Use this URL to cite or link to this record in EThOS: http://ethos.bl.uk/OrderDetails.do?uin=uk.bl.ethos.716040
Title: Complications in cystic fibrosis-related diabetes
Author: Choudhury, Maitrayee
Awarding Body: Cardiff University
Current Institution: Cardiff University
Date of Award: 2017
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Abstract:
Cystic fibrosis-related diabetes (CFRD) is a secondary form of diabetes, associated with increasing age in subjects with Cystic Fibrosis (CF). With improved life expectancy, CFRD is anticipated to increase in prevalence in addition to its complications. The aim of this study was to investigate the use of HbA1c as an early predictor of disease, as well as investigate microvascular and macrovascular complications in an adult CF cohort attending the All Wales Cystic Fibrosis Centre. The current method of using the conventional oral glucose tolerance test (OGTT) to diagnose CFRD was compared to using glycated haemoglobin (HbA1c). The findings demonstrated that a HbA1c value ≥ 5.5%/36mmol/mol was significantly predictive of the development of dysglycaemia over a 6-year period. The association between HbA1c and development of diabetic retinopathy (DR) was analysed. The study demonstrated 23% of CF patients with CFRD screened for DR had evidence of moderate to severe diabetic retinopathy. They had a higher HbAc1 and longer duration of CFRD compared to those without severe forms of DR. This suggests that microvascular complications are present in CFRD and to a similar extent as in type 1 diabetes mellitus. The prevalence of cardiac autonomic neuropathy (CAN) in CFRD was tested in 71 subjects with CF. CF subjects who were of an older age group demonstrated an inverse correlation with heart rate variability (HRV) during deep breathing (p < 0.05). CF dysglyaemic individuals with severe forms of diabetic retinopathy had reduced HRV during deep breathing compared to subjects with mild or no DR (p < 0.05). The presence of arterial stiffness in CFRD was examined in 65 CF subjects and 31 healthy volunteers. Age, gender and mean arterial pressure were significant predictors of increased augmentation index (AIx) and pulse wave velocity (PWV). Glycaemic control did not influence the arterial stiffness measurement outcomes. The CF group demonstrated a greater Aix than healthy volunteers (HV) (P < 0.05) when other variables were controlled in the analysis, suggesting possible increased inflammatory mechanism leading to increased Aix accounting for these findings. CF dysglycaemic subjects had greater PWV than CFNGT subjects which was only significant at the 10% level. The study findings demonstrate HbA1c has a predictive value in the diagnosis of CFRD based on a positive OGTT. Severe DR is prevalent in CFRD and is associated with a reduction in HRV during deep breathing. Glycaemic control is not predictive of arterial stiffness, in contrast to age, gender and MAP. Thus future consideration of the use of HbA1c may help to predict individuals with underlying dysglycaemia and reduce the risk of the development of associated microvascular complications.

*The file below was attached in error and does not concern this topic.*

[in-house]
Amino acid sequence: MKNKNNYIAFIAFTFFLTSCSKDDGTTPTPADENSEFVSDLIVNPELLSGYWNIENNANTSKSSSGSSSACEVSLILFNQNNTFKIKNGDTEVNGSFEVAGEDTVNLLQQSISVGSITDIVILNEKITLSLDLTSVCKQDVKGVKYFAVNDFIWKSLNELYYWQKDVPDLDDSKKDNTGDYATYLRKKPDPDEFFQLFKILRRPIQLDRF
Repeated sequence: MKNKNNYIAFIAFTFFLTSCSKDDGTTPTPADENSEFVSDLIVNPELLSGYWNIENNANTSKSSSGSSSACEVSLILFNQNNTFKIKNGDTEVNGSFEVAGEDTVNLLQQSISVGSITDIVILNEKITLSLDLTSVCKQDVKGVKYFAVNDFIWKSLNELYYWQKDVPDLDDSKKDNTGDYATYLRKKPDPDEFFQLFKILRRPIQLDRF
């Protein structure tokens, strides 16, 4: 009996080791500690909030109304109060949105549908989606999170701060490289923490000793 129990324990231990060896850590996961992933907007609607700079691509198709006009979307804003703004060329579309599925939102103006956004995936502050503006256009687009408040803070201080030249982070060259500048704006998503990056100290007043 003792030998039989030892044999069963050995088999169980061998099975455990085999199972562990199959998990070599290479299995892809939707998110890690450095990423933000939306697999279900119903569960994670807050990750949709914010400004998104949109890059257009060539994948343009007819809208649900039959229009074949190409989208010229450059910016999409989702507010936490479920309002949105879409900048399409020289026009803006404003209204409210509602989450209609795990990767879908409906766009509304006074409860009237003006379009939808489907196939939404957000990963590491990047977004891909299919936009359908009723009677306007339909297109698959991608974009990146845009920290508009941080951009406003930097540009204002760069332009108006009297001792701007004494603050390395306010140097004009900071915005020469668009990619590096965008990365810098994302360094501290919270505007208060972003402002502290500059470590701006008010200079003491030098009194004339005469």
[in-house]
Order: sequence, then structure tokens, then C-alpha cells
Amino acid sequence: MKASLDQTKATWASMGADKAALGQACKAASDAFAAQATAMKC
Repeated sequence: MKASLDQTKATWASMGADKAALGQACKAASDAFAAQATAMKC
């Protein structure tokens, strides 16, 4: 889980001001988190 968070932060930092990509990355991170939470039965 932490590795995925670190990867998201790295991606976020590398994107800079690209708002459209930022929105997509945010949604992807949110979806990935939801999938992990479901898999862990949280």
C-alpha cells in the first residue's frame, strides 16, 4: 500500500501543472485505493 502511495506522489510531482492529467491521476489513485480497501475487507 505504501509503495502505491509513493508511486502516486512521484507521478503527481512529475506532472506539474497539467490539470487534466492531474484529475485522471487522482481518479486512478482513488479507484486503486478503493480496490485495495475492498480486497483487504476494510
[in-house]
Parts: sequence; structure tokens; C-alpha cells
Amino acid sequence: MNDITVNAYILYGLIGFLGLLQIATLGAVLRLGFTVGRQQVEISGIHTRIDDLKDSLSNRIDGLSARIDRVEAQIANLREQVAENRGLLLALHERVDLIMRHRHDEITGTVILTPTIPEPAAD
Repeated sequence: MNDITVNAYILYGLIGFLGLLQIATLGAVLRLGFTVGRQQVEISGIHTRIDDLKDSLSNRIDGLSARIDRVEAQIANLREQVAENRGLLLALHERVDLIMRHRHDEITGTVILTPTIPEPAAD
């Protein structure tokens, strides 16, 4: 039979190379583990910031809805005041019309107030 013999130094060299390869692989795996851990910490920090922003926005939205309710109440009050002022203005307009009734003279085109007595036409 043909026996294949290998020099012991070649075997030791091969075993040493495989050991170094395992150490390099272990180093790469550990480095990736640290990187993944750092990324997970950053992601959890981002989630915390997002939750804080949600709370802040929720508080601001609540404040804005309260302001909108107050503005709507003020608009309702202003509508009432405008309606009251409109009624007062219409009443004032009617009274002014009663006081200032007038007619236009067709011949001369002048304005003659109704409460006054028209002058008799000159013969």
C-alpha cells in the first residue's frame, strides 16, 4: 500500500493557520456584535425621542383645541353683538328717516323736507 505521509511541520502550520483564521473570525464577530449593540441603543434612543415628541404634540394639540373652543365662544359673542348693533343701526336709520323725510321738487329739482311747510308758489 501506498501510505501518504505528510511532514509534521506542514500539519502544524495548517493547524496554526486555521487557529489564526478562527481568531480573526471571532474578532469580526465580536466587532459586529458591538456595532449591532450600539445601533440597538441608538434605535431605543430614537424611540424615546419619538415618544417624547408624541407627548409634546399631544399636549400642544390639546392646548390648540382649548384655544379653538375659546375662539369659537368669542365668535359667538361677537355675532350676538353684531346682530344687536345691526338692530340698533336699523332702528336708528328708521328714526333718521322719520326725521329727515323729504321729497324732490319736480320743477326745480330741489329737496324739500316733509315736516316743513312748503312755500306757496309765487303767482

Supervisor: Not available Sponsor: Not available
Qualification Name: Thesis (M.D.) Qualification Level: Doctoral
EThOS ID: uk.bl.ethos.716040  DOI: Not available
Keywords: R Medicine (General)
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